In his book Smith wrote that Bone not only followed his son Jimmy to track and field meets, he devised a pole vault “muscle-building” system utilizing parallel bars. Among other things, “Jimmy learned to walk over a hundred yards — on his hands” as a side benefit of the training regimen prescribed by his father. “Jimmy later set records in the pole vault at the (Fort Worth) Stock Show Meet (1938) and at North Texas State…going over 14 feet in the air.”
Sadness gripped not only the Bone and Kinder families but the entire Cresson community when Jimmy — Air Forces Lt. Jim Kinder Bone — died in action over Northwest Africa Nov. 20, 1942.
Smith in his book wrote that Bone and his bride, Lillian Kinder, were treated to a ride in Cresson’s first automobile, owned by F.O. Fidler, on their wedding day, Aug. 13, 1911. The wedding itself merged two of the area’s pre-eminent ranching families, B.F. Bone having come to Cresson in 1879 and R.C. Kinder, Lillian’s father, in 1895.
Shirley Smith’s account of another brush with B.F. Bone, when the former was a child, shows a playful, prankish side of the latter.
“B.F. once gave me a quarter to say he was a better man than Mr. (Philip) Parham,” Smith wrote. “Money ruled out and I said it (that Parham was the better) although I liked both men. It was all in fun — but the quarter looked awfully good to me as I was only five years old.
“Many pages could be written about B.F., Lillian and the whole family,” wrote Smith. “The Bone people are well-liked in Cresson and by all who know them.”
SIDETRACKS: There are two important Cresson events to remember this week. First is the important 7:30 p.m. incorporation meeting today at the school. The second is the first Cresson Flea Market Bazaar all day Saturday at the school. To participate, either bring your own saleables and set up your own “booth” outside the school, or bring items to be donated for sale to benefit the restoration of the school…The aforementioned 1907-11 Hood County auto registration records from Cresson show that traffic jams were not the problem they are today as there were only 21 vehicles total registered here during that time. The whole list, printed as written but with name corrections and types of vehicles where available in parentheses, is as follows: “4/24/1911– A.B. McCallon; 5/27/11 — E.C. Young; 5/29/11 — J.W. Donathan; 3/31/13 — Frank Burnett; 5/15/13 — Fred (Ferd) Slocum; 8/08/13 — W.H. Martin; 8/08/13 — W. R. Farmer; 02/02/14 — J.C. Stewart & E.G. Adams; 04/17/14 — R.C. Kinden (Kinder); 10/06/14 — B.F. Bone Jr. (Maxwell automobile); 06/14/15 — B.F. Bone Jr. (Maxwell); 07/21/15 — C.S. Lanham (Maxwell); 08/13/15 — O.H. Lanham (Maxwell); 09/20/15 — Ed Martin (Buick); 01/05/16 — Gus Lancaster (Ford); 06/02/16 — A.E. Lanham (Overland); 07/08/16 — Ralph Lanham (Ford); 09/18/16 — W.C. Woodard (Ford); 12/23/16 — C.W. Sears (Ford); 01/09/17 — J. P. Waltrip (Overland); 03/13/17 — B.F. Boone (Bone, motorcycle)”… April 15 death of Lucille Smith Martin evokes memories of time when she and her late husband, Shelby Martin, operated a filling station that was part domino hall, part gathering spot for Cresson locals. The much-loved Mrs. Martin was laid to rest in our cemetery one week ago.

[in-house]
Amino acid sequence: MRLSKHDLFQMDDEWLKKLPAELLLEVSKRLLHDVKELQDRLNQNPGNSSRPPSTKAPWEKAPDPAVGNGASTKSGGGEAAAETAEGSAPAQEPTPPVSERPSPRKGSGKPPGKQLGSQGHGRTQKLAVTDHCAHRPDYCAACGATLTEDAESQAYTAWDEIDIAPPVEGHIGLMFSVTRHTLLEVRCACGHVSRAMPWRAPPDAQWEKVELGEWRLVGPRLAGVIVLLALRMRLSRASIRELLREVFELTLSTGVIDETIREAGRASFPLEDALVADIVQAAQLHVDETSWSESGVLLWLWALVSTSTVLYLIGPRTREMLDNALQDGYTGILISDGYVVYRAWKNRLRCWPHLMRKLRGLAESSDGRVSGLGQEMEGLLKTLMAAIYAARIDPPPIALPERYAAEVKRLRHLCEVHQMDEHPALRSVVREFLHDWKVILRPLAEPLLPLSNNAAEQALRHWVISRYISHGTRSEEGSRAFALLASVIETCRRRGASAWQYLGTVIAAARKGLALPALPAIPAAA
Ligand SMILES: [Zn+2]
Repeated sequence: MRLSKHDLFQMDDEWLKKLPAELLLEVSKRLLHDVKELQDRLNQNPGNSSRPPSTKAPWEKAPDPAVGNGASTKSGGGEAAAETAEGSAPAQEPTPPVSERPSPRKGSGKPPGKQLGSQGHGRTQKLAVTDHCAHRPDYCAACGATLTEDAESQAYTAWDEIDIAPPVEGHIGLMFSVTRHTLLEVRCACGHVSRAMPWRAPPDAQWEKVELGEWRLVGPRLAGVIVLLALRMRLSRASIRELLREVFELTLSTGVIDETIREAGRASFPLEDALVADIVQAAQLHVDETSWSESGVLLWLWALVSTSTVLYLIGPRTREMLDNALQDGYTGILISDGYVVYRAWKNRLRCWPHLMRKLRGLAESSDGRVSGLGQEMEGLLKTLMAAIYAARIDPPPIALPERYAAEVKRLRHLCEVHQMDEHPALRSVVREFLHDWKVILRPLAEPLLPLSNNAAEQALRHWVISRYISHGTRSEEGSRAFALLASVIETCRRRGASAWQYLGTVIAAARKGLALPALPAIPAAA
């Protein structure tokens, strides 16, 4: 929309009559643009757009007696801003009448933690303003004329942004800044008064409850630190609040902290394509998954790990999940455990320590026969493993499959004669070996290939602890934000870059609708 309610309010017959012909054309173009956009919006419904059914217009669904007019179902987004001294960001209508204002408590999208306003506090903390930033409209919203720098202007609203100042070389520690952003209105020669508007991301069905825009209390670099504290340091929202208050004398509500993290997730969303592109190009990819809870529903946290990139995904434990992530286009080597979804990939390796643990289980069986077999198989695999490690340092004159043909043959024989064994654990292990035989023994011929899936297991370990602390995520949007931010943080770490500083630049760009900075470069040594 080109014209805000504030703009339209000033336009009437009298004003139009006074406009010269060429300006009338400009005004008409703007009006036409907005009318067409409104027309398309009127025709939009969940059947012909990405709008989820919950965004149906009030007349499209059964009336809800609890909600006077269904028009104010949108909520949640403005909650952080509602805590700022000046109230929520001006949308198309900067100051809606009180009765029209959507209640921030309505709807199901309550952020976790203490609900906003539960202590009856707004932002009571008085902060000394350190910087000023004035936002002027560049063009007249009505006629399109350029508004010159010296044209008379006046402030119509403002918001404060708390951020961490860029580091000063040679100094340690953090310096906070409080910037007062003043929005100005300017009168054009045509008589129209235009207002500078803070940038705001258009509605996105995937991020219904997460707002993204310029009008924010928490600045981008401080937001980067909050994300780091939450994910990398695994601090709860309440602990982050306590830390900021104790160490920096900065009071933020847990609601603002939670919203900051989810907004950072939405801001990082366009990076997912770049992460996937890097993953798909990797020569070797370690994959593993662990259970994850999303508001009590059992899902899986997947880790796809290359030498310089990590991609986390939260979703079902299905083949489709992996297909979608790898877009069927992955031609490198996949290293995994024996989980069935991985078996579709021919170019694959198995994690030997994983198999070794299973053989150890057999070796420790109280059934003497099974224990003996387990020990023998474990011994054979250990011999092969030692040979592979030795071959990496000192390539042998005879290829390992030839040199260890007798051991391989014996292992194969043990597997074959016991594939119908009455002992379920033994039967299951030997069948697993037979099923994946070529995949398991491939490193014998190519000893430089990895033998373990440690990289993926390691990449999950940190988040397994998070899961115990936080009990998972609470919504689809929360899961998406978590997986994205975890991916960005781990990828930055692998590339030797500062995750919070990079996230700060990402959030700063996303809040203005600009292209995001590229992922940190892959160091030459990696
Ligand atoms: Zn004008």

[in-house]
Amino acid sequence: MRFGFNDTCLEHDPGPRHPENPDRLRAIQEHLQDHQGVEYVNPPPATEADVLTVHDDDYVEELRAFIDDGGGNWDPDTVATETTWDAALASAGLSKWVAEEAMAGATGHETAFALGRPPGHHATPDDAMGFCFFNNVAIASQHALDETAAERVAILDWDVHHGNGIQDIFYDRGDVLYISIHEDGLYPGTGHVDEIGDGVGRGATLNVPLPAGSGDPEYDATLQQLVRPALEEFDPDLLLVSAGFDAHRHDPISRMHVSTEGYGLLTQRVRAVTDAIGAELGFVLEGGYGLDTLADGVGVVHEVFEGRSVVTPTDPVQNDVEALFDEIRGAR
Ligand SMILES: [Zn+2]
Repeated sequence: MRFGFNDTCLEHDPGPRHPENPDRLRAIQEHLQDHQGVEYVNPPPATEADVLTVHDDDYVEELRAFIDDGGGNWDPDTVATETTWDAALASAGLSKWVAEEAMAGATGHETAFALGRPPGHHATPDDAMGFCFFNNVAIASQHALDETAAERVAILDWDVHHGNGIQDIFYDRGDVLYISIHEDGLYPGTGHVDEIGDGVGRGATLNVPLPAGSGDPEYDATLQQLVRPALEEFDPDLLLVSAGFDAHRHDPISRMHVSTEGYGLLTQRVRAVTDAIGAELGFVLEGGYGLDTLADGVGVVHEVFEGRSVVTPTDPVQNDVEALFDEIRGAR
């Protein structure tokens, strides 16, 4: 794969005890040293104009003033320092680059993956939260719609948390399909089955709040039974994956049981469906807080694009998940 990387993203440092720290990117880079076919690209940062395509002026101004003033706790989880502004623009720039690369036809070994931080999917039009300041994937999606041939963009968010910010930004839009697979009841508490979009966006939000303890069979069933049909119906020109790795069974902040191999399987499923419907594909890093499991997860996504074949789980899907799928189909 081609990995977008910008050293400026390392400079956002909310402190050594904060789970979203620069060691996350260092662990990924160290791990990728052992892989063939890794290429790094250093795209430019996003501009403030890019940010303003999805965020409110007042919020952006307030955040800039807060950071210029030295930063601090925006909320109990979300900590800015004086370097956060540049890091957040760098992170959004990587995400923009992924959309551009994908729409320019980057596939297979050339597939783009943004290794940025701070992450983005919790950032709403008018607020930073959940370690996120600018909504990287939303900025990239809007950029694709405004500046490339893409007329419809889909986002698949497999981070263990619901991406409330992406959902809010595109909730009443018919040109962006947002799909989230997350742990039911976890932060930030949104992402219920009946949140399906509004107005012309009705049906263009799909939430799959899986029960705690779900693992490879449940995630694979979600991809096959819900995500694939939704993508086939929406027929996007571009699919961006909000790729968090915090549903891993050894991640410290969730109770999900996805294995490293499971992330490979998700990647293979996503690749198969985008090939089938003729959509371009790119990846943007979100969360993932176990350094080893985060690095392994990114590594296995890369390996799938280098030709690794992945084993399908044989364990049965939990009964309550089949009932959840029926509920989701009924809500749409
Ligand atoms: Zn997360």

DERAILED: Information in this space some weeks ago to the effect that Ferd Slocum Jr. (1899-1978) was at one time Parker County sheriff was incorrect. According to historian Shirley Smith, Slocum was active in the Parker County Sheriff’s Posse but never wore the sheriff’s badge.